In Massachusetts people are preparing themselves for the storm by making sure they have the necessary emergency supplies. Bart Raser, Owner of Carr Hardware, which has locations throughout Berkshire County, says it’s a busy week with customers stopping in to pick anything they’ll need for Sandy’s arrival.
Raser said during last year’s October snowstorm, people from Vermont, Connecticut, and areas of Massachusetts further East were driving to Berkshire County to pick up generators, as the route 7 corridor was one of the few areas that had power. Raser did caution that anyone using a generator this year should be careful.
Peter Judge, Public Information Officer for the Massachusetts Emergency Management Agency, said that because the path of the hurricane is still uncertain, MEMA is speaking with local emergency management agencies across the Commonwealth to ensure that they’re prepared.
The Massachusetts Department of Transportation is preparing as well, making sure their crews are supplied with enough gasoline and chainsaws to remove fallen trees, making sure catch-basins are emptied to prevent flooding. Spokesman Michael Verseckes said MassDOT is preparing across the state, but is keeping an eye on more rural areas.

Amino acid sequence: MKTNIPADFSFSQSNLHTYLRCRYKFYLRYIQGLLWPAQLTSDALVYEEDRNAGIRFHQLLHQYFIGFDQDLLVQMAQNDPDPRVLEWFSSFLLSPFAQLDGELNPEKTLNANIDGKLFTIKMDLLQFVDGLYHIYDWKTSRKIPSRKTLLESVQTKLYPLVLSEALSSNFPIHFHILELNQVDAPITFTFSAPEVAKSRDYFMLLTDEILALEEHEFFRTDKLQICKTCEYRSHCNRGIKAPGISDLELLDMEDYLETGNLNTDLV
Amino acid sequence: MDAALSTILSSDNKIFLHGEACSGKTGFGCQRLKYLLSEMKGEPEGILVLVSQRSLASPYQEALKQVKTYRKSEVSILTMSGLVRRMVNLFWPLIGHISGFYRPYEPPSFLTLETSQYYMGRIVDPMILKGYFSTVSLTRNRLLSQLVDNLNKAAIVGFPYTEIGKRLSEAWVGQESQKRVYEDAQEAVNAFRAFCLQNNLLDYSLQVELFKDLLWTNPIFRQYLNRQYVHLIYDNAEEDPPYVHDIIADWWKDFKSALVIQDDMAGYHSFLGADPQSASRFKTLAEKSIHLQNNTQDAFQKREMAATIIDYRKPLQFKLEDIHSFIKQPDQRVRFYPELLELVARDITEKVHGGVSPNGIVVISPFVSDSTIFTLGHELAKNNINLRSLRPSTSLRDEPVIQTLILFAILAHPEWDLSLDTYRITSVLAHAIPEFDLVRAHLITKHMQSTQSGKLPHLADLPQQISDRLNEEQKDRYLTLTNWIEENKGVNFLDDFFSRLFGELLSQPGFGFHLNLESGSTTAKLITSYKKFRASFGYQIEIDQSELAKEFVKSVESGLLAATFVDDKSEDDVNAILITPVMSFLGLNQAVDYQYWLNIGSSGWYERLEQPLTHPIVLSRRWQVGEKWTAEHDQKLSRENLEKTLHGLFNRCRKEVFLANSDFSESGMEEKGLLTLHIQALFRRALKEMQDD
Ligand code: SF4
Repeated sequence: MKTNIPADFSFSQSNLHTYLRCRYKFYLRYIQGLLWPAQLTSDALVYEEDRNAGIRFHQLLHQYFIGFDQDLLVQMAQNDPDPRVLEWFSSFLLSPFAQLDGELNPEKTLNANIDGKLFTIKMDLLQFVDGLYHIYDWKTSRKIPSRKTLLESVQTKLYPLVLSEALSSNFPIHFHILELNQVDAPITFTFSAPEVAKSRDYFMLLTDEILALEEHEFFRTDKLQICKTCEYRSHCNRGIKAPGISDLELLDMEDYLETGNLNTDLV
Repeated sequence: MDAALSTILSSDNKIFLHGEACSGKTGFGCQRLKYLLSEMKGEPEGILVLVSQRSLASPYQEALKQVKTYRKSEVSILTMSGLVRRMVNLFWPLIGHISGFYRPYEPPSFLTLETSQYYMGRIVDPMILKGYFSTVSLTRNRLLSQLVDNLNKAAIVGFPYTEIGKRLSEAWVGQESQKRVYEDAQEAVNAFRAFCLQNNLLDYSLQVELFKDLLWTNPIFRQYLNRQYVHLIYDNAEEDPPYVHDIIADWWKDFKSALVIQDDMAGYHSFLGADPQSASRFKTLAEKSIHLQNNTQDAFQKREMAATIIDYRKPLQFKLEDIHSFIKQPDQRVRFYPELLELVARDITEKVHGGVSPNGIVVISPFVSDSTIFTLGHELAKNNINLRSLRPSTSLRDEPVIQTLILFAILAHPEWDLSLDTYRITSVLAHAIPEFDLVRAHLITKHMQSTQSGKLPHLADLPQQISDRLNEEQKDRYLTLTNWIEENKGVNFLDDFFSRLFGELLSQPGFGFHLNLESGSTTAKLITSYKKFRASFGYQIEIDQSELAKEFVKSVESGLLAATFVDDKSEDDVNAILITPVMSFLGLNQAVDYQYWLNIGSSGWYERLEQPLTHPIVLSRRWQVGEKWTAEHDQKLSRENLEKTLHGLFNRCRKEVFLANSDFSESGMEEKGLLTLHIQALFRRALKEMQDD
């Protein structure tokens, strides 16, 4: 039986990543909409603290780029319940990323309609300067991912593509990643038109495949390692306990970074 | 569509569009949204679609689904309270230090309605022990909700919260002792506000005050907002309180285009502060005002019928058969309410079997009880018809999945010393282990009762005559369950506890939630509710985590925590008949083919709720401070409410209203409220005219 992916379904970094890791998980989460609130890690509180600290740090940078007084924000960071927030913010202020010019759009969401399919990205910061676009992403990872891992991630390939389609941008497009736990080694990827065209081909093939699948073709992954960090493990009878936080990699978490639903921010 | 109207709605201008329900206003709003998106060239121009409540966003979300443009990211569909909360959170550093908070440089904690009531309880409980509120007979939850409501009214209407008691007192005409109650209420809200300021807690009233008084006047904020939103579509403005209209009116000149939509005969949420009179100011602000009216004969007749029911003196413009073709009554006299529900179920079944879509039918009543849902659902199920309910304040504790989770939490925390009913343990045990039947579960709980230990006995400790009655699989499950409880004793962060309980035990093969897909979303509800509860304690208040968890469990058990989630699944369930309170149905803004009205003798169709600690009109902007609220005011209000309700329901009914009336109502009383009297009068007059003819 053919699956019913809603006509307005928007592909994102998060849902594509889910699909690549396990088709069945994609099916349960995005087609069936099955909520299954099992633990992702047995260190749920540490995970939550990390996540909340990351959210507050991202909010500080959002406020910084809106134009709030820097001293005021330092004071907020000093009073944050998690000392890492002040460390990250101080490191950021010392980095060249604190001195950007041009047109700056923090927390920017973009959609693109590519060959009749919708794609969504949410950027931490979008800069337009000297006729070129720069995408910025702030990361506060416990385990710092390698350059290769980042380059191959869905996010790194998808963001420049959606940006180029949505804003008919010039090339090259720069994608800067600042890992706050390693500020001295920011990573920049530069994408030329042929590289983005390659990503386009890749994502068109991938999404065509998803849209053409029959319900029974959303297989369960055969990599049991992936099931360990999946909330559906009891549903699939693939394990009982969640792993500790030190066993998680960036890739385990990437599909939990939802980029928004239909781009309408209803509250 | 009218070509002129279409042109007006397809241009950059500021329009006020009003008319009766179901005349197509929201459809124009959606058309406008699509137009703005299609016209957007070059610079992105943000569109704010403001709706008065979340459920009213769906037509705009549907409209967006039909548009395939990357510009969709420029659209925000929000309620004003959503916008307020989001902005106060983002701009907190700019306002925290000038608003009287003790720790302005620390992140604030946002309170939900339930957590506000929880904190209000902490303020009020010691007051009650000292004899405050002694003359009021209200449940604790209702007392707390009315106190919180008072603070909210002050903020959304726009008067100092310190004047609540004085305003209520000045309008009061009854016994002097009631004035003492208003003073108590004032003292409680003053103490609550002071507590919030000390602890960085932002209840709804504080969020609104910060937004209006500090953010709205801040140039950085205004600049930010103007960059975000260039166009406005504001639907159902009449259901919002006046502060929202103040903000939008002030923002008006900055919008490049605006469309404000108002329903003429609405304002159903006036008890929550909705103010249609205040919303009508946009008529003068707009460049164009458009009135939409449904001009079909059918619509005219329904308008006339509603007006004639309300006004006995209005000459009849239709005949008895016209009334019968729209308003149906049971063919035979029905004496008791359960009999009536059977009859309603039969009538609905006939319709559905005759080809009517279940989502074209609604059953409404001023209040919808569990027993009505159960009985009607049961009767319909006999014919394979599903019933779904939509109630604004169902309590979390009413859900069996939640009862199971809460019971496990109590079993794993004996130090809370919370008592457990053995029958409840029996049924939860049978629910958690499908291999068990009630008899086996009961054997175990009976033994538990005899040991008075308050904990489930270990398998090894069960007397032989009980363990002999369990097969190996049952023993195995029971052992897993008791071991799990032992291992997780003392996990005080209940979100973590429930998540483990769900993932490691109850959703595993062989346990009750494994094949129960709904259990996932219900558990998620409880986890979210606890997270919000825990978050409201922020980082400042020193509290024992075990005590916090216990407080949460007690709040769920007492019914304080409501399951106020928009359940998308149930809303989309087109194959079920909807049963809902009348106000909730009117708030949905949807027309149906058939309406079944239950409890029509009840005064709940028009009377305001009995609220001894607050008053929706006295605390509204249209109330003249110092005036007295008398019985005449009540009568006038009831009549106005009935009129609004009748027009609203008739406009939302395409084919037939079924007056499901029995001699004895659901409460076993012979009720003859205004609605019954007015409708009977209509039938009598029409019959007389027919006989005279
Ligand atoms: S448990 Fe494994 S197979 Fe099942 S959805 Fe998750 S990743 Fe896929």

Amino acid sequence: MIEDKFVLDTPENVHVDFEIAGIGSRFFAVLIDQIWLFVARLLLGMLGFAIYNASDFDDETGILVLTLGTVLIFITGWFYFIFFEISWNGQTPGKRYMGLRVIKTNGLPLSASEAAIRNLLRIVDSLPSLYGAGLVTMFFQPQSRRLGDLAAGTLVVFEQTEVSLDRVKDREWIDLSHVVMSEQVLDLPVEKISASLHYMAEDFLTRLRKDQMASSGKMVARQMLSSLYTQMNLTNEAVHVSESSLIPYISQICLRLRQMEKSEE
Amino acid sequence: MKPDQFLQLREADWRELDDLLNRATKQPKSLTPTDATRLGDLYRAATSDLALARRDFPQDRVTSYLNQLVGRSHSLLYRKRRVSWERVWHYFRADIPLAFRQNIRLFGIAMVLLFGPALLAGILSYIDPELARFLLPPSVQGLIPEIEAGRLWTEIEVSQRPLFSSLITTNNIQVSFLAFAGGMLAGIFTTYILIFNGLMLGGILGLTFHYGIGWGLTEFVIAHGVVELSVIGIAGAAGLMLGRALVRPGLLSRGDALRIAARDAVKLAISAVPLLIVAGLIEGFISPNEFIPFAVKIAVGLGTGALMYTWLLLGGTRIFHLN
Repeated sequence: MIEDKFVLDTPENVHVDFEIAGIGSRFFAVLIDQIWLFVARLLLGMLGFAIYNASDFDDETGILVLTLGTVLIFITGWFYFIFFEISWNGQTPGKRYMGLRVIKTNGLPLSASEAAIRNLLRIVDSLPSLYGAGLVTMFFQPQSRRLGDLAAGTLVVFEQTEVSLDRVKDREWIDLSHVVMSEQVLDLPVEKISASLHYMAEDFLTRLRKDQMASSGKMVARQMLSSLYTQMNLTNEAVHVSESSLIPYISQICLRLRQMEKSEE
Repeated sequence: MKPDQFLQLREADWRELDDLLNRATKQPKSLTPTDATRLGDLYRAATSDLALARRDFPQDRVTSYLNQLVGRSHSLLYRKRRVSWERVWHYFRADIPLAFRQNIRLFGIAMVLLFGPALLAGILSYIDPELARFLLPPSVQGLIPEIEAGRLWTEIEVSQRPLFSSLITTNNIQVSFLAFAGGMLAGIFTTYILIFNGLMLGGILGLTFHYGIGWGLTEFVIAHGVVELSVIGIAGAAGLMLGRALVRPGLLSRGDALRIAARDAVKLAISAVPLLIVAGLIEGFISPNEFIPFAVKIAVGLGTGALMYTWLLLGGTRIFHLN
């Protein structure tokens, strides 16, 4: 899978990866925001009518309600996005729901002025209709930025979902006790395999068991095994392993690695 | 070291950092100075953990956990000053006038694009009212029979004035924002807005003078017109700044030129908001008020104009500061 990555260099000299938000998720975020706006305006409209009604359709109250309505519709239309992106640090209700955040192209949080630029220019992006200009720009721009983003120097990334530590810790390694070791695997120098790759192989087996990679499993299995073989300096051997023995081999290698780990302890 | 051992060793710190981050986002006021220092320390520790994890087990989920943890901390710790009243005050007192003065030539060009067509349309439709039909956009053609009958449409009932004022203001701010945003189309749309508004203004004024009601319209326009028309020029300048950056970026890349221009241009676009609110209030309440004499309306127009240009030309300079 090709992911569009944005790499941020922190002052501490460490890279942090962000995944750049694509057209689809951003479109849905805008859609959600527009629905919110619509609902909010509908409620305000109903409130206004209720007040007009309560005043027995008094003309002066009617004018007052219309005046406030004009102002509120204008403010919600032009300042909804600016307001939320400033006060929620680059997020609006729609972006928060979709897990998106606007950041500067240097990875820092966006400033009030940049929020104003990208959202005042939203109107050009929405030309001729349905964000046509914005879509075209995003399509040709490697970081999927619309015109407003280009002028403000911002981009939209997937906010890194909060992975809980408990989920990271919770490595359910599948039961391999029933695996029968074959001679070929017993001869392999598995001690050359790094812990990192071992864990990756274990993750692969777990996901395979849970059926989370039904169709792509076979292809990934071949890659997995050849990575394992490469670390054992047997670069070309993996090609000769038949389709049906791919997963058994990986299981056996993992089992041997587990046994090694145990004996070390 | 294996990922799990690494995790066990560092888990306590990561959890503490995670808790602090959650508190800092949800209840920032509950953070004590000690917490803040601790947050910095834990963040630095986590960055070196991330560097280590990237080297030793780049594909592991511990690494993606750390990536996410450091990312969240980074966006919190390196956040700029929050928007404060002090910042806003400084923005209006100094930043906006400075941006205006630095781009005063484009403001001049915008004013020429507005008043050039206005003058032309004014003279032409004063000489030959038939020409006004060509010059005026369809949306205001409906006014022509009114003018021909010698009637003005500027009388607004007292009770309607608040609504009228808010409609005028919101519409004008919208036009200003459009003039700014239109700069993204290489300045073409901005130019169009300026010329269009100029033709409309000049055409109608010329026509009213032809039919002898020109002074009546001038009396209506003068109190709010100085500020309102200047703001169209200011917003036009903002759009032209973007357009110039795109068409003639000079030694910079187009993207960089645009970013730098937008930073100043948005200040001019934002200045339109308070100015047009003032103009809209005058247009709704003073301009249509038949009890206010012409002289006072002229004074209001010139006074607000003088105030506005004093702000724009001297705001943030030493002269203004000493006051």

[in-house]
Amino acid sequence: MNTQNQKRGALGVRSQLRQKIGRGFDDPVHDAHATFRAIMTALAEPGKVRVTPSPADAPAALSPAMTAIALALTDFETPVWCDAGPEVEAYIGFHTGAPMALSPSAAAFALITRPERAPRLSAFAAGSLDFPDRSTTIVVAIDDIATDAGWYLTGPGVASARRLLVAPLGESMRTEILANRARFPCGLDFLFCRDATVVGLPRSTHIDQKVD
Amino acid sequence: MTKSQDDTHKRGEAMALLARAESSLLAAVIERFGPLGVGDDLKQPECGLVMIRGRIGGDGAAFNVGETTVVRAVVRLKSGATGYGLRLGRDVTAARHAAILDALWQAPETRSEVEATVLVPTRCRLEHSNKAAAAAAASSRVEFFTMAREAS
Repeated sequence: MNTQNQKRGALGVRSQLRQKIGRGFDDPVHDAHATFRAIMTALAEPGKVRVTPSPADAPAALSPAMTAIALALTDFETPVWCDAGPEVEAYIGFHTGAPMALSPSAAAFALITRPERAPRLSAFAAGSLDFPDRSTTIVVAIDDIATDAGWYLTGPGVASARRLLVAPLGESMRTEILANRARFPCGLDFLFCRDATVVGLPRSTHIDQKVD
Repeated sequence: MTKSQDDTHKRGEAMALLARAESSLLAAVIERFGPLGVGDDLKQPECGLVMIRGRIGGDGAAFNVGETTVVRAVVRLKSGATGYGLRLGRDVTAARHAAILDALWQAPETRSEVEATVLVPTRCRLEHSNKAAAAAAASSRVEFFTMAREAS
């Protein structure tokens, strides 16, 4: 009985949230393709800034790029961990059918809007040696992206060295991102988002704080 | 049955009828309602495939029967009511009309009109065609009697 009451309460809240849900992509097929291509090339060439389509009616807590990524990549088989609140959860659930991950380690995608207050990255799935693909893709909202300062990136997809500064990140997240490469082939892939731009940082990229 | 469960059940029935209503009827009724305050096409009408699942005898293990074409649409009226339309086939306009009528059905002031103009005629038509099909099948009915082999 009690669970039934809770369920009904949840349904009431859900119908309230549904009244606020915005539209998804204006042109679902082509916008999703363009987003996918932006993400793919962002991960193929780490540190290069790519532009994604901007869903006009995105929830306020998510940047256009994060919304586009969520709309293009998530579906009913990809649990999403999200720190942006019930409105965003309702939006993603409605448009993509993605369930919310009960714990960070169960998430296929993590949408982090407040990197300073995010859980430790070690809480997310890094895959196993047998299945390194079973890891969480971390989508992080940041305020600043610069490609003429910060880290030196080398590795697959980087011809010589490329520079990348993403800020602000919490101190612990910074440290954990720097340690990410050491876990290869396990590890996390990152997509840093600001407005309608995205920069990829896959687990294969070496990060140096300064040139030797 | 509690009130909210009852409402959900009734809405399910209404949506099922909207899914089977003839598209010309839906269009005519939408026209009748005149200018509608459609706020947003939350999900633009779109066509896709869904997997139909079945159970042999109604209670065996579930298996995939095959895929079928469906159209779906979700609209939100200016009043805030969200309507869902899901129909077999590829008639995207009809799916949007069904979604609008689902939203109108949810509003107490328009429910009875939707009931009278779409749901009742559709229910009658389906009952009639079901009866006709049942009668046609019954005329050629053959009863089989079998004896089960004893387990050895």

In the aftermath of last year’s Hurricane Irene and October snowstorm, local utilities including Northeast Utilities which operates Connecticut Light & Power and Western Mass Electric Company have been criticized on their response. Governor Deval Patrick and US Senator Scott Brown recently sent letters asking utilities to be prepared.
Vice President of Customer Relations for WMECO Bob Coates says that crews from WMECO and the Northeast Utilities family have been on alert and are prepared. Coates said that NU is also working with the other utilities in the region. Today he said WMECO is notifying communities with residents on life-support and warns that the storm could still result in long service outages.